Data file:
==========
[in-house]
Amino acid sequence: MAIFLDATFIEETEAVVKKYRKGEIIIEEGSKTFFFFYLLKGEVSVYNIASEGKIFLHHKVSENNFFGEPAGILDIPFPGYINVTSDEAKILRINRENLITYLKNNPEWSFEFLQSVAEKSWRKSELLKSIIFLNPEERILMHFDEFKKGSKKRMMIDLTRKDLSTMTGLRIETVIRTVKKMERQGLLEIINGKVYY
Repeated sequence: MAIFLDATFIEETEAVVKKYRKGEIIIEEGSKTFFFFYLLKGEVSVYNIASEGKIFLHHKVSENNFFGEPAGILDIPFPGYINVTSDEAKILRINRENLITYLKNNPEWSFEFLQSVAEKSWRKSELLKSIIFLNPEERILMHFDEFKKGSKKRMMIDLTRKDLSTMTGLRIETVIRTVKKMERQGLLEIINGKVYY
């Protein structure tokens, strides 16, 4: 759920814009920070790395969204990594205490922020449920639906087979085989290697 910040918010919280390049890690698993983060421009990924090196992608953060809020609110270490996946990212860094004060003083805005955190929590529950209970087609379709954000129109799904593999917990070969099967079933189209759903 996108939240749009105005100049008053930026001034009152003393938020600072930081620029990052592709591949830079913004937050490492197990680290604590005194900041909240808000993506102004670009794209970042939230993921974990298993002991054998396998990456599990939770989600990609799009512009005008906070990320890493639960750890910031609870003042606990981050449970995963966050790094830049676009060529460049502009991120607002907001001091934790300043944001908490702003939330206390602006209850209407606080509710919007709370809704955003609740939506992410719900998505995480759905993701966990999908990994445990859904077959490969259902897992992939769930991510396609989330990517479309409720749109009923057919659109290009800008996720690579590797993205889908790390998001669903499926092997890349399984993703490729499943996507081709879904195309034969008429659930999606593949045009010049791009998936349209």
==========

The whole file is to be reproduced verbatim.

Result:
[in-house]
Amino acid sequence: MAIFLDATFIEETEAVVKKYRKGEIIIEEGSKTFFFFYLLKGEVSVYNIASEGKIFLHHKVSENNFFGEPAGILDIPFPGYINVTSDEAKILRINRENLITYLKNNPEWSFEFLQSVAEKSWRKSELLKSIIFLNPEERILMHFDEFKKGSKKRMMIDLTRKDLSTMTGLRIETVIRTVKKMERQGLLEIINGKVYY
Repeated sequence: MAIFLDATFIEETEAVVKKYRKGEIIIEEGSKTFFFFYLLKGEVSVYNIASEGKIFLHHKVSENNFFGEPAGILDIPFPGYINVTSDEAKILRINRENLITYLKNNPEWSFEFLQSVAEKSWRKSELLKSIIFLNPEERILMHFDEFKKGSKKRMMIDLTRKDLSTMTGLRIETVIRTVKKMERQGLLEIINGKVYY
């Protein structure tokens, strides 16, 4: 759920814009920070790395969204990594205490922020449920639906087979085989290697 910040918010919280390049890690698993983060421009990924090196992608953060809020609110270490996946990212860094004060003083805005955190929590529950209970087609379709954000129109799904593999917990070969099967079933189209759903 996108939240749009105005100049008053930026001034009152003393938020600072930081620029990052592709591949830079913004937050490492197990680290604590005194900041909240808000993506102004670009794209970042939230993921974990298993002991054998396998990456599990939770989600990609799009512009005008906070990320890493639960750890910031609870003042606990981050449970995963966050790094830049676009060529460049502009991120607002907001001091934790300043944001908490702003939330206390602006209850209407606080509710919007709370809704955003609740939506992410719900998505995480759905993701966990999908990994445990859904077959490969259902897992992939769930991510396609989330990517479309409720749109009923057919659109290009800008996720690579590797993205889908790390998001669903499926092997890349399984993703490729499943996507081709879904195309034969008429659930999606593949045009010049791009998936349209």